Finding Common Ground
Eboracum to Eoforwic
An examination of the animal bone from Queen’s Hotel, York offers us the chance to understand the transition from the late Roman to early medieval periods. Working with Dr David Petts from Durham University, we are using a combination of new carbon-14 dates, existing artefact dating and Bayesian Statistics to relook at the 4th/5th century chronologies. This has the potential to work as a new methodology for looking at these kind of late/transitional sequences, as well as better understanding the particular processes going on in York at the end of the Roman period.
The project has also allowed us to relook at the excavation archive from the results of York Archaeological Trust’s investigations in this area, in particular the major excavations at 5 Rougier Street, the General Accident site at Tanner Row, Queen’s Hotel on Micklegate and Wellington Row. The new report, produced through this project, gives an overview of the walled area to the south-west of the river Ouse during the Roman and Anglian periods (c. AD 71-875). This area was the site of the Roman civilian settlement in York, which was sufficiently important by the early third century to have been made the capital of the province of Britannia Inferior, and to have attained the rank of colonia (the highest rank of Roman town). Quite what happened to the colonia in the immediate post-Roman period is uncertain, many sites were covered by an accumulation of soil, known as dark-earth, but the presence of a small number of Anglian structures, and of stray finds of artefacts suggests that there was some activity, though this may have been on a limited scale.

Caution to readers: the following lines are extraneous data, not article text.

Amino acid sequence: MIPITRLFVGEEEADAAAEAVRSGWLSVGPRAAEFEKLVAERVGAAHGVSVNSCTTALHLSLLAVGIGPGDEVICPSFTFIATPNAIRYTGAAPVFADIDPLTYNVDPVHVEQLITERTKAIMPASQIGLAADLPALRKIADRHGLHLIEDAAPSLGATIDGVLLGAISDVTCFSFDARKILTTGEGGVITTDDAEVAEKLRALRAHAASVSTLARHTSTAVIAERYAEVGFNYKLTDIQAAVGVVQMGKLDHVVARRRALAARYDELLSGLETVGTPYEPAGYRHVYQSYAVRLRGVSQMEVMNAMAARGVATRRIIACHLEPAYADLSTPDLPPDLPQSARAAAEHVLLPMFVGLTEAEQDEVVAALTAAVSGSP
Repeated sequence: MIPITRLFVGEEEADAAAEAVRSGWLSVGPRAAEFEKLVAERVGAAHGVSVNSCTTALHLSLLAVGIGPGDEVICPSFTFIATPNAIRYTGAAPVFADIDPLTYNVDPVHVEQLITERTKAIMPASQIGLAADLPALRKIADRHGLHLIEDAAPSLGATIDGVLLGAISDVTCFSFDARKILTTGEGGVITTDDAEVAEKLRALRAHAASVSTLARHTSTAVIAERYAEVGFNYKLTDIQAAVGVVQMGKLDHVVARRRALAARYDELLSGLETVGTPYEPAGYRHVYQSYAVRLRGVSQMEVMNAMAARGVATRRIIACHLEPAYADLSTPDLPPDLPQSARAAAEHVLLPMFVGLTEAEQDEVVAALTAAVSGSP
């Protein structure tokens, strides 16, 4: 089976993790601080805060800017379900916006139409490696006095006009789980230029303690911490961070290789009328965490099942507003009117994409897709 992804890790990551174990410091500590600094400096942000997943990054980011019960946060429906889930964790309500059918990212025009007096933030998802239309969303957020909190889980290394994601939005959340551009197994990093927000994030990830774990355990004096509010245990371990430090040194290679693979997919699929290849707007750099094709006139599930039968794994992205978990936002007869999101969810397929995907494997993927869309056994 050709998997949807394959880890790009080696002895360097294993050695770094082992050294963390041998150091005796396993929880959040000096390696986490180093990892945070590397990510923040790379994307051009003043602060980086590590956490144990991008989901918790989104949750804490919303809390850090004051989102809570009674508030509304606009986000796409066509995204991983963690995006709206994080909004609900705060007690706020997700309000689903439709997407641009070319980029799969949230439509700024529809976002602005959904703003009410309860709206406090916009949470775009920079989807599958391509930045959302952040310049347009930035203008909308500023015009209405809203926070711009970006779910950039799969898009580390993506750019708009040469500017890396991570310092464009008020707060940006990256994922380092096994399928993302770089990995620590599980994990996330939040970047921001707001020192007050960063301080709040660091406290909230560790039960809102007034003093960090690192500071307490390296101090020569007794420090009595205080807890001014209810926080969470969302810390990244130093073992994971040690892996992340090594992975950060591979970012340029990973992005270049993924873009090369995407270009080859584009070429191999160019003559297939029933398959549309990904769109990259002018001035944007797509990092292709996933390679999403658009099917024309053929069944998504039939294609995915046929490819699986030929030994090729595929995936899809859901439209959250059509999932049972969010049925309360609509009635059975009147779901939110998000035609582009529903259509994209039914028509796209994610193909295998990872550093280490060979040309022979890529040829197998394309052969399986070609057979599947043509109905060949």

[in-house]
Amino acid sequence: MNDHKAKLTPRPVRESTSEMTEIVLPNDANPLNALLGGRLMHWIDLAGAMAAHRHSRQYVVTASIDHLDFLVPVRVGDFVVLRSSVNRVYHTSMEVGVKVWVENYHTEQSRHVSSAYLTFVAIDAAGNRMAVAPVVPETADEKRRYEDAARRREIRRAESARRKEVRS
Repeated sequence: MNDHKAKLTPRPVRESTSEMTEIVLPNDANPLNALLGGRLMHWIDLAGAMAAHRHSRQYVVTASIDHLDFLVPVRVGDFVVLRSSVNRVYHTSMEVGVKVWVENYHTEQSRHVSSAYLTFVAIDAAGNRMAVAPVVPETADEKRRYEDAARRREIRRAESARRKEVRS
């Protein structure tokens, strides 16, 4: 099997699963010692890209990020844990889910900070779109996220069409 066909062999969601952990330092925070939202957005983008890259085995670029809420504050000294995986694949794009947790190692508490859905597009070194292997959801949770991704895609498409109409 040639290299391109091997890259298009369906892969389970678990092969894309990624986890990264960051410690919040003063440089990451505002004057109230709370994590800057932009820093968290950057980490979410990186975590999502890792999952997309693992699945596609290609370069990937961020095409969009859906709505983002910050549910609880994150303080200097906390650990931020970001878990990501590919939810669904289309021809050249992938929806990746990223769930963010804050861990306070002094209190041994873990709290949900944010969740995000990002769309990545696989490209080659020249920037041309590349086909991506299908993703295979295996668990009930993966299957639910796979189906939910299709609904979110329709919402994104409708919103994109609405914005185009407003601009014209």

Dr David Petts discusses his involvement with the project